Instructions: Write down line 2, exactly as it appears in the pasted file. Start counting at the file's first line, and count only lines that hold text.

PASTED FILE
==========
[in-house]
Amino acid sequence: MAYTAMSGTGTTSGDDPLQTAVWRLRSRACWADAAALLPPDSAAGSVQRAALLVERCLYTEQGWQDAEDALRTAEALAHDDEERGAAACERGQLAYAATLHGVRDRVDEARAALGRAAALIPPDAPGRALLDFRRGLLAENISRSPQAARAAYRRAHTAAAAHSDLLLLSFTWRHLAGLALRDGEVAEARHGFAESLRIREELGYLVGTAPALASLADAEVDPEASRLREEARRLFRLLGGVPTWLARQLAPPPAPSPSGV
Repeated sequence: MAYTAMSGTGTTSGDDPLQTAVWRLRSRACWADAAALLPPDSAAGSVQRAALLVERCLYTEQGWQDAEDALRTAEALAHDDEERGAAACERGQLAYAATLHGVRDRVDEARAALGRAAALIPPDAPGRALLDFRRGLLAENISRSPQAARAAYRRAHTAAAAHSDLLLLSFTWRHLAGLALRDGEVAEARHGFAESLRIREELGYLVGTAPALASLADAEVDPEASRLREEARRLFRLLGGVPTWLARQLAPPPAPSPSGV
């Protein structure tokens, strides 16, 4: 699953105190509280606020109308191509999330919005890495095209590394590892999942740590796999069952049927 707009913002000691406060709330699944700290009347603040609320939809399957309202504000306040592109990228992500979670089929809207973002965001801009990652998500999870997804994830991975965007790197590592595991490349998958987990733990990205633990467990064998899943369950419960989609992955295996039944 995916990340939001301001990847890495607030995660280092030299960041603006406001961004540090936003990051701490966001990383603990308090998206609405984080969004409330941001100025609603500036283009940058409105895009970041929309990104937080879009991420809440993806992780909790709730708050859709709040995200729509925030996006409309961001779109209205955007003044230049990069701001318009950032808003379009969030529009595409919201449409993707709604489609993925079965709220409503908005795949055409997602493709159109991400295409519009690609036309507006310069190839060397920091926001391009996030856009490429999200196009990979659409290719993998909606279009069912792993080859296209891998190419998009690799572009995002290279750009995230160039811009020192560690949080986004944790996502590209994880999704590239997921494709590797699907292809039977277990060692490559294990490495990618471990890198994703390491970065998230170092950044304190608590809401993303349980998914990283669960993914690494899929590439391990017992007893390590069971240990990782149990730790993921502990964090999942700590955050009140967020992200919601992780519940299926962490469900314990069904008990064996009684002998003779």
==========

Amino acid sequence: MAYTAMSGTGTTSGDDPLQTAVWRLRSRACWADAAALLPPDSAAGSVQRAALLVERCLYTEQGWQDAEDALRTAEALAHDDEERGAAACERGQLAYAATLHGVRDRVDEARAALGRAAALIPPDAPGRALLDFRRGLLAENISRSPQAARAAYRRAHTAAAAHSDLLLLSFTWRHLAGLALRDGEVAEARHGFAESLRIREELGYLVGTAPALASLADAEVDPEASRLREEARRLFRLLGGVPTWLARQLAPPPAPSPSGV